4 Weibull 5% and 95% exceedance probability intervals in years.
5 Slope of line of cumulative fire dates (number of fires year1).
of fire frequency for all sites were calculated for the period
of record up to the late 1800s or early 1900s, as there were
few fire events recorded at any site after that time.
Fire frequency determined by regression slopes fit
through sequential fire dates also show similarity in the
three Wind Cave sites and differences from the four Jewel
Cave sites (Figure 4, Table II). Piecewise regression (Neter,
Wasserman & Kutner, 1989) through fire dates recorded
before 1652 at GOB is significantly different than the
longer-term trend in fire frequency after 1652 and this earlier
period was not used for calculations of measures of fire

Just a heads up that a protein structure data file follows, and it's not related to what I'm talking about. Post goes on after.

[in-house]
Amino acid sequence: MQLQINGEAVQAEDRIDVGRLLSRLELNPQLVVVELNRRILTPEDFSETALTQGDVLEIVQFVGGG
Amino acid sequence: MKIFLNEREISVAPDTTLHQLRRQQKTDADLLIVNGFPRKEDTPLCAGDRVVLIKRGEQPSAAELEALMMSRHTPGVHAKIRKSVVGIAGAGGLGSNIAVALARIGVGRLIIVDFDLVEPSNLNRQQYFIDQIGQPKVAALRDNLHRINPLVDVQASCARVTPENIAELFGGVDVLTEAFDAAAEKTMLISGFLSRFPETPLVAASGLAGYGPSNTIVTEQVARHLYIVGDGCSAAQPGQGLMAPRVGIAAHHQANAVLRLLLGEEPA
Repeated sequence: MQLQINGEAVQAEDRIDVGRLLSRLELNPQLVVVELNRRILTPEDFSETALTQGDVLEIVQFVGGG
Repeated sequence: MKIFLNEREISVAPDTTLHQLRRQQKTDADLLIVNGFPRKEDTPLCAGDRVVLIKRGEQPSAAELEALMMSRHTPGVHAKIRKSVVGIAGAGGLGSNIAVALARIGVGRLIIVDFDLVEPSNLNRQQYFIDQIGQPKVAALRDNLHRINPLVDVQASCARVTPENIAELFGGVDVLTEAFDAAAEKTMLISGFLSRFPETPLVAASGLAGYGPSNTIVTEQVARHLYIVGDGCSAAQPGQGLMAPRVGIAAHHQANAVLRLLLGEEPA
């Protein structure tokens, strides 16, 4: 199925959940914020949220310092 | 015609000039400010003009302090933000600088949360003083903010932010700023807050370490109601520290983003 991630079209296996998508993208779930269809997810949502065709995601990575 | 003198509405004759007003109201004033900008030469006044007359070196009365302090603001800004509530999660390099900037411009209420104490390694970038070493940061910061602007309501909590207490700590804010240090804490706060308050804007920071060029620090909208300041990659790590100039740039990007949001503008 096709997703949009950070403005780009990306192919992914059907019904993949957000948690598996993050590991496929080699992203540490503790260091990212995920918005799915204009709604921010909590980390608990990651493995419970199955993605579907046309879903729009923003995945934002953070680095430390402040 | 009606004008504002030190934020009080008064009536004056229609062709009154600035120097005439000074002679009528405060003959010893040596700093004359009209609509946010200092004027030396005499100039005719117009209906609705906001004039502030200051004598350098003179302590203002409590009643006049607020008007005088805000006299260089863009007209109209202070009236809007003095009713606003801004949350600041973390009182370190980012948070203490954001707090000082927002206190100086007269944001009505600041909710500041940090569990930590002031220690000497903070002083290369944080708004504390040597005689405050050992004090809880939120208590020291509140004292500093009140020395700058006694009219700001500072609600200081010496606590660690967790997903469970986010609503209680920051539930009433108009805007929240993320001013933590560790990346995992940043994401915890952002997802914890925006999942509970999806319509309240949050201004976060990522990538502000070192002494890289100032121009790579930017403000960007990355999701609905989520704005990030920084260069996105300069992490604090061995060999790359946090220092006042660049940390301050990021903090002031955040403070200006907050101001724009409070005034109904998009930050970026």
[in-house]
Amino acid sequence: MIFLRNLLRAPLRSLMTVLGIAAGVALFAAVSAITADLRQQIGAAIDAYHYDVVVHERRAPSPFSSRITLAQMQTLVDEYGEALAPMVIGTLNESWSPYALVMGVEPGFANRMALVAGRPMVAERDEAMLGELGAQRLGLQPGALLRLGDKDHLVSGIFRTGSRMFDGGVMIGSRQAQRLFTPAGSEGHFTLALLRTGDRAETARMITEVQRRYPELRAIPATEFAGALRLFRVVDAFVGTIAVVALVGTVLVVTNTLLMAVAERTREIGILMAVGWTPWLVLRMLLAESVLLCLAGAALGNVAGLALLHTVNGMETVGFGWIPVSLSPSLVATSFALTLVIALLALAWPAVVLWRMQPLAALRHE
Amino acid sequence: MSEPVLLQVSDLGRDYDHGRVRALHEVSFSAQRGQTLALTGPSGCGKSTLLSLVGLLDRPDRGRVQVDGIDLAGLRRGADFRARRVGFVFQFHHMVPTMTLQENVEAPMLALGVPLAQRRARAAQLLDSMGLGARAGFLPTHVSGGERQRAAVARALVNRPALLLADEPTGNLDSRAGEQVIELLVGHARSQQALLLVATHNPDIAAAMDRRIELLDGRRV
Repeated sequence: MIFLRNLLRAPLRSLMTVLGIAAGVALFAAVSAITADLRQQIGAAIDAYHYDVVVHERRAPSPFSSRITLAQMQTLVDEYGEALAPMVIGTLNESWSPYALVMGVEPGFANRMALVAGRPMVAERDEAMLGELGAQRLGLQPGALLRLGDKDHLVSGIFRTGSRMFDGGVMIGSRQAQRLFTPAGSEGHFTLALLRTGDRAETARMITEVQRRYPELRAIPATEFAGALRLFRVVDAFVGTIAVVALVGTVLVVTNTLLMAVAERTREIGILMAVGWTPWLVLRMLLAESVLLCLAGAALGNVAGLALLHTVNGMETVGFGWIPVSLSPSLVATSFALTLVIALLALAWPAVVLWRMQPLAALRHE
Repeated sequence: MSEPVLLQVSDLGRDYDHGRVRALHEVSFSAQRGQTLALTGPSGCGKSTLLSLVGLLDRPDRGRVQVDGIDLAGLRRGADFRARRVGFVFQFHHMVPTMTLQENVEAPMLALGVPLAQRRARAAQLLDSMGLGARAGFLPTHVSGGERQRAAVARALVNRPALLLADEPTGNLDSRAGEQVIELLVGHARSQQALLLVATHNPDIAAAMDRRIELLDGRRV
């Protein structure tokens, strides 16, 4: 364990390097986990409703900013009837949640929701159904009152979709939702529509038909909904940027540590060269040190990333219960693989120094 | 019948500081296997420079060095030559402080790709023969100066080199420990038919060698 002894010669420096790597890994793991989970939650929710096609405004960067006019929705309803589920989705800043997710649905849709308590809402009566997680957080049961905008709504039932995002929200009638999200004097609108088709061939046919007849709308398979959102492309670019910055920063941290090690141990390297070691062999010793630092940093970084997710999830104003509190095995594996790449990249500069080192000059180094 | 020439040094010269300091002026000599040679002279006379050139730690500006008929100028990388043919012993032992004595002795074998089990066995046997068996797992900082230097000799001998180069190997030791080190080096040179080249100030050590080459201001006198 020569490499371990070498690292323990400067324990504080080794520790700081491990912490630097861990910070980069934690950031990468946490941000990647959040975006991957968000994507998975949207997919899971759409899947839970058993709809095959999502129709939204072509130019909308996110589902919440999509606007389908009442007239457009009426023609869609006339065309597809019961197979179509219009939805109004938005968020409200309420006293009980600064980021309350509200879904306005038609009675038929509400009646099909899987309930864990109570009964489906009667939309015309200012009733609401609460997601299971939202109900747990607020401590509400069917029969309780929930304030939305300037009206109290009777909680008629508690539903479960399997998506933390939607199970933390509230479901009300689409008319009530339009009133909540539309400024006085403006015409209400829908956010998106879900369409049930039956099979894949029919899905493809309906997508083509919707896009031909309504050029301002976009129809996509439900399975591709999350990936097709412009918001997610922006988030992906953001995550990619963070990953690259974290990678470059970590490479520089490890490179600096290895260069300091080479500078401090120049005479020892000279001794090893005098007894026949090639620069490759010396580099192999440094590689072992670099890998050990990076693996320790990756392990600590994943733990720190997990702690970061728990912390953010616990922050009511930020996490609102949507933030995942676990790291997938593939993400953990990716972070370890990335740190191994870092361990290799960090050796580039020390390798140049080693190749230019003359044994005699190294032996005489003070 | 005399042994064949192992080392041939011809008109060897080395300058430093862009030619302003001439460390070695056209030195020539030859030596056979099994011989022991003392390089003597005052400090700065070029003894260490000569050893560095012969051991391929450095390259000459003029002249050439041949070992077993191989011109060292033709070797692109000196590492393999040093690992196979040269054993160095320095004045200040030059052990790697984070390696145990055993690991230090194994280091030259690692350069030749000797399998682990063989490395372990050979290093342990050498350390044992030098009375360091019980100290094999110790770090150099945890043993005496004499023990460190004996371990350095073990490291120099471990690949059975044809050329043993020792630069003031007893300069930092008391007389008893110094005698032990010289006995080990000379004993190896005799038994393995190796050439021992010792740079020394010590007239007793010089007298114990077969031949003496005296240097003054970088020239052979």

frequency. The fire scar record at GOB before the 1652 fire
date was determined to be too sparse (see also Figure 3) to
reflect a true record of past fire events (Brown, Kaufmann
& Shepperd, 1999). Visual assessment of patterns through
time also suggests shorter-term shifts in fire frequency,
PIG: 0.100
G O B : 0.078
WCN: 0.077
FIGURE 4. Fire frequencies determined by slopes of line fit through
cumulative fire dates for Wind Cave National Park (top three lines) and
Jewel Cave National Monument (bottom four lines) sites. Numbers after site
designations are slope of best-fit regression line (number of fires per year).
although none of these shifts were significant in piecewise
regression. However, sites at both Wind Cave and Jewel
Cave recorded slightly increased fire frequency from the